Dan Frugtniet, a 32-year-old sales manager who also works in the Hammersmith area, said he found the reaction of the authorities to be "scare-mongering" and "manipulative." His friend Tom Prince, a 28-year-old project manager, disagreed and said "it's not the police who are at fault, it's the public" because "people are overly vigilant and they phone in about everything" and the police are compelled to look into every alert.
The investigation is spanning the globe, with the latest arrest being made in Brisbane, Australia. A man of Indian origin, Dr. Mohammed Haneef, 27, is believed to have qualified in Bangalore, India, in 2002. He was arrested at Brisbane Airport; authorities believe he intended to travel with a one-way ticket to India on Monday.
Haneef was working at Gold Coast Hospital in Queensland, Australia, but had previously worked at Halton Hospital, Liverpool. According to Reuters, Australian Prime Minister John Howard said that no official charges had yet been filed against Haneef. Australian media are reporting that Haneef was arrested after a phone call was made to him from one of the suspects arrested in London.
Another suspect who has yet to be named by authorities was arrested in the Lime Street area, Liverpool, late Saturday. ABC News has confirmed that the suspect worked at the same hospital as Haneef and was also a doctor.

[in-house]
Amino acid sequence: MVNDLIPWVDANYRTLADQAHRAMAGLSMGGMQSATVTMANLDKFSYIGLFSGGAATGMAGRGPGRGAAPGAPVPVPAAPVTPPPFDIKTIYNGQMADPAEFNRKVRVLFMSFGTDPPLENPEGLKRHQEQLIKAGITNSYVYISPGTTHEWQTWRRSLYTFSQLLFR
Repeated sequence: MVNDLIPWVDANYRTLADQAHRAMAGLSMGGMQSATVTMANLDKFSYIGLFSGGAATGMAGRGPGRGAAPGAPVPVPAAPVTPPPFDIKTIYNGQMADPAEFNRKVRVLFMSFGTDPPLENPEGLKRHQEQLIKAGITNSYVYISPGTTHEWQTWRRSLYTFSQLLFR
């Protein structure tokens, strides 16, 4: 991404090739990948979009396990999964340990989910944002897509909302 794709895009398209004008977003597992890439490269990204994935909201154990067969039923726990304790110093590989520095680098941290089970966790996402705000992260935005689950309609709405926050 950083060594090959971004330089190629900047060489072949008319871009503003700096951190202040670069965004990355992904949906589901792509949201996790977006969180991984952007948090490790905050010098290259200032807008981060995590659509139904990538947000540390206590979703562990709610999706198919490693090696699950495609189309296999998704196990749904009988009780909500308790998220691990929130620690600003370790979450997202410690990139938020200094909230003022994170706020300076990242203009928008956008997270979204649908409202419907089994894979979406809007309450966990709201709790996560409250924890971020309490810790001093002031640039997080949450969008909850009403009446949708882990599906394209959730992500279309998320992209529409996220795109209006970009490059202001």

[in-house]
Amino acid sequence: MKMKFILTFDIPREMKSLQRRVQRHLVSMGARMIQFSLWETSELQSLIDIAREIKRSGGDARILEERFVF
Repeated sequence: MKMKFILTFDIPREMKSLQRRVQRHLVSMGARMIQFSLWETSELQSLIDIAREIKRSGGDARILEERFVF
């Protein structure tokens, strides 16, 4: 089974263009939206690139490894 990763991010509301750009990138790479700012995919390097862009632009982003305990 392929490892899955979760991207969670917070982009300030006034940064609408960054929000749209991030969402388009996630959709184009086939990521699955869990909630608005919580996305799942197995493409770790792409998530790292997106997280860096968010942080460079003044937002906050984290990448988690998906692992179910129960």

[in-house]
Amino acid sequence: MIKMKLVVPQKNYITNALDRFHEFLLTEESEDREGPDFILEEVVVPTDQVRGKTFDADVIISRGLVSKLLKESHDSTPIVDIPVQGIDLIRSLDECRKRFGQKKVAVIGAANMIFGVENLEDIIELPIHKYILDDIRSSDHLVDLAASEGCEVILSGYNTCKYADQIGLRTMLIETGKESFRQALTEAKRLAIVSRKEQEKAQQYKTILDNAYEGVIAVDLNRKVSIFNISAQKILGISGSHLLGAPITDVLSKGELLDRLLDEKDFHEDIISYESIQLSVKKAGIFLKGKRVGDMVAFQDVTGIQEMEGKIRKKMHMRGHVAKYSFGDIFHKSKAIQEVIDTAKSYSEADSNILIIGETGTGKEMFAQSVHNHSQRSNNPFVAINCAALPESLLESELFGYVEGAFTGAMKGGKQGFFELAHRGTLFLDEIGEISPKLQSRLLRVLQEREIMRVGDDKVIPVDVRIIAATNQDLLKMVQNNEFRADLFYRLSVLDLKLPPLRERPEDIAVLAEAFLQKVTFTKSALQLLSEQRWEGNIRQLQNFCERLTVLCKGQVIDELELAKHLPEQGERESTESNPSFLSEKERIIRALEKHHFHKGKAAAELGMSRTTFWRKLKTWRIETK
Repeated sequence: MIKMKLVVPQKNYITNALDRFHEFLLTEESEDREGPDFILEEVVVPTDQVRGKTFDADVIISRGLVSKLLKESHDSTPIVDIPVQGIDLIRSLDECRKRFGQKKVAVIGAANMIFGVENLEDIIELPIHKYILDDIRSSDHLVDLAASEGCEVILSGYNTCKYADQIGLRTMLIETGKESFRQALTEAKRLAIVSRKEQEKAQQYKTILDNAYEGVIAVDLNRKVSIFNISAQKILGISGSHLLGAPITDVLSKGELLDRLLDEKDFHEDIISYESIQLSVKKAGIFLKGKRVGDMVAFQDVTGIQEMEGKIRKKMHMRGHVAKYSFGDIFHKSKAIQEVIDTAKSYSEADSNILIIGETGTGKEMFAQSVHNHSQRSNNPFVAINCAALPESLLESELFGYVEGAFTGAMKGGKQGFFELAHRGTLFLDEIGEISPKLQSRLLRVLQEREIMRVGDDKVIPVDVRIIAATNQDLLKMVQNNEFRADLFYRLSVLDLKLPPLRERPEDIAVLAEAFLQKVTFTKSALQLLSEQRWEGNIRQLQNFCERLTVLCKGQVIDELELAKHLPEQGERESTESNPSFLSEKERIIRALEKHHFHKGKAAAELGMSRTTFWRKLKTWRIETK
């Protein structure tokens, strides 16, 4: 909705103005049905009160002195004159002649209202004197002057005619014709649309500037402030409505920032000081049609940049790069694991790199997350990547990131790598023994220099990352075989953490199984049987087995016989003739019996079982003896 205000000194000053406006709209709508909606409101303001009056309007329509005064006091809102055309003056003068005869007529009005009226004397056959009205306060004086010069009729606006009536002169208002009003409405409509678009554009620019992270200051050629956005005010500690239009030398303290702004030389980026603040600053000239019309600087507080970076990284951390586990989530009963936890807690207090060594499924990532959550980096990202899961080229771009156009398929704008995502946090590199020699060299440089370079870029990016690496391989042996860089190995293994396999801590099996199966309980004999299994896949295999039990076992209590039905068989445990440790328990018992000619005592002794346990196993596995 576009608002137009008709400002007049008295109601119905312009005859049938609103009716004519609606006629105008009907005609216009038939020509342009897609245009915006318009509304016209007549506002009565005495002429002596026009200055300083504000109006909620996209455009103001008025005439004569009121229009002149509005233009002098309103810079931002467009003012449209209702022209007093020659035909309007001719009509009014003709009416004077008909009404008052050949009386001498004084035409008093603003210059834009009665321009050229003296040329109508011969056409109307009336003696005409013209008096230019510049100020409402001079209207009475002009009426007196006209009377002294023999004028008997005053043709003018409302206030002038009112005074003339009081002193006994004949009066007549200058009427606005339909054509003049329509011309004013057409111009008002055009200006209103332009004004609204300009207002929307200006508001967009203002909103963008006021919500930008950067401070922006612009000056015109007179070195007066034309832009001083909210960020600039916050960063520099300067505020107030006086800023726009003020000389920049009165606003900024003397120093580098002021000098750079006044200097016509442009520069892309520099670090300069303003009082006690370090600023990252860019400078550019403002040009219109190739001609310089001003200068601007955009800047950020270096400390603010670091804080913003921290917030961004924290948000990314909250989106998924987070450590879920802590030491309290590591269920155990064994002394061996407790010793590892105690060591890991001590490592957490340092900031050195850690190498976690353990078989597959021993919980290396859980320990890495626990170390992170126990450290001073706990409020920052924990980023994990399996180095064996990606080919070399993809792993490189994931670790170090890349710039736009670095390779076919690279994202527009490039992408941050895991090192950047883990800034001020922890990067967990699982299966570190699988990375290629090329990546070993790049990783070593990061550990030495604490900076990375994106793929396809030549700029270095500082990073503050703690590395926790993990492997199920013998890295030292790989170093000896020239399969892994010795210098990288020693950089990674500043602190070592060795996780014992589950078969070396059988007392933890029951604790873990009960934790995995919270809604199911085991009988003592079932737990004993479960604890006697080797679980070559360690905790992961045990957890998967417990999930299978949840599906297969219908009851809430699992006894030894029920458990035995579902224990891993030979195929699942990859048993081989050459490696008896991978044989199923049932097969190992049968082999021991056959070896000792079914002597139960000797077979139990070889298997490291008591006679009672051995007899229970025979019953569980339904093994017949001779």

Two suspects were arrested in Glasgow, after they drove a fuel-laden car bomb into Glasgow airport. Police in Scotland confirmed that the Glasgow airport attack was connected to the two failed car bombs found a day earlier in London's West End. One suspect Dr. Bilal Abdullah is believed to be an Iraqi national. Another man who has yet to be identified by authorities is being treated for burns in Glasgow. Both men have been transferred by Scottish authorities to London Metropolitan Police.
Cell phones are thought to have played an integral part in the investigation because police found two handsets in the failed car bombs. The cell phones were rigged to detonate the bombs. Numbers found in the cell phones were then used by authorities to help round up the suspects.
Suspects arrested in the United Kingdom are being held in London's high-security prison Paddington Green.
The BBC also reports that Dr. Mohammed Asha, 26, who studied medicine in Amman, Jordan, in 2004, was arrested in England in connection with the investigation. Authorities also said that his wife, Marwah Dana Asha, 27, had been arrested, the BBC said.
Two more suspects, ages 28 and 25, were also arrested in Paisley near Glasgow. Both the men are believed to be of Saudi origin.
The British head of counterterrorism, Chief Peter Clarke, called this a fast-moving investigation with new information coming to light "hour by hour."
Ammu Kannampilly contributed to this report